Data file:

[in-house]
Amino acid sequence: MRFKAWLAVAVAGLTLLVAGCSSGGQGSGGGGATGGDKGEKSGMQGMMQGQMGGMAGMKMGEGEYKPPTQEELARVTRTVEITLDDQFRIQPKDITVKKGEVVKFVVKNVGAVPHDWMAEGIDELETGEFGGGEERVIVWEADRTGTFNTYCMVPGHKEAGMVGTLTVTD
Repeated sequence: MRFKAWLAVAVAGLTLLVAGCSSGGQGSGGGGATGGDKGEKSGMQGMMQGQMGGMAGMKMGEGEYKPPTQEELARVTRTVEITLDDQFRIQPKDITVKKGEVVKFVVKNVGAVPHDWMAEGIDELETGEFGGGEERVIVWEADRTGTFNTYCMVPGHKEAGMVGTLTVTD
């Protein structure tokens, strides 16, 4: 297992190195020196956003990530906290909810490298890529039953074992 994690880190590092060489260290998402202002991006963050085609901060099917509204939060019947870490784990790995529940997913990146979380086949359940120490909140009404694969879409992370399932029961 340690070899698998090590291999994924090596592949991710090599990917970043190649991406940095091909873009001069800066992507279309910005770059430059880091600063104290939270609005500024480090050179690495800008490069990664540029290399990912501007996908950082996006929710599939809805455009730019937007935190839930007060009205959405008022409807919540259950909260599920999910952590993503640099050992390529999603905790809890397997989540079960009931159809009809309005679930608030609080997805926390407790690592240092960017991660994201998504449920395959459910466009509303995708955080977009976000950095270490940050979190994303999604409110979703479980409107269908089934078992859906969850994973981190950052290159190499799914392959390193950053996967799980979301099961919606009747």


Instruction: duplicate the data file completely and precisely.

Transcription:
[in-house]
Amino acid sequence: MRFKAWLAVAVAGLTLLVAGCSSGGQGSGGGGATGGDKGEKSGMQGMMQGQMGGMAGMKMGEGEYKPPTQEELARVTRTVEITLDDQFRIQPKDITVKKGEVVKFVVKNVGAVPHDWMAEGIDELETGEFGGGEERVIVWEADRTGTFNTYCMVPGHKEAGMVGTLTVTD
Repeated sequence: MRFKAWLAVAVAGLTLLVAGCSSGGQGSGGGGATGGDKGEKSGMQGMMQGQMGGMAGMKMGEGEYKPPTQEELARVTRTVEITLDDQFRIQPKDITVKKGEVVKFVVKNVGAVPHDWMAEGIDELETGEFGGGEERVIVWEADRTGTFNTYCMVPGHKEAGMVGTLTVTD
């Protein structure tokens, strides 16, 4: 297992190195020196956003990530906290909810490298890529039953074992 994690880190590092060489260290998402202002991006963050085609901060099917509204939060019947870490784990790995529940997913990146979380086949359940120490909140009404694969879409992370399932029961 340690070899698998090590291999994924090596592949991710090599990917970043190649991406940095091909873009001069800066992507279309910005770059430059880091600063104290939270609005500024480090050179690495800008490069990664540029290399990912501007996908950082996006929710599939809805455009730019937007935190839930007060009205959405008022409807919540259950909260599920999910952590993503640099050992390529999603905790809890397997989540079960009931159809009809309005679930608030609080997805926390407790690592240092960017991660994201998504449920395959459910466009509303995708955080977009976000950095270490940050979190994303999604409110979703479980409107269908089934078992859906969850994973981190950052290159190499799914392959390193950053996967799980979301099961919606009747």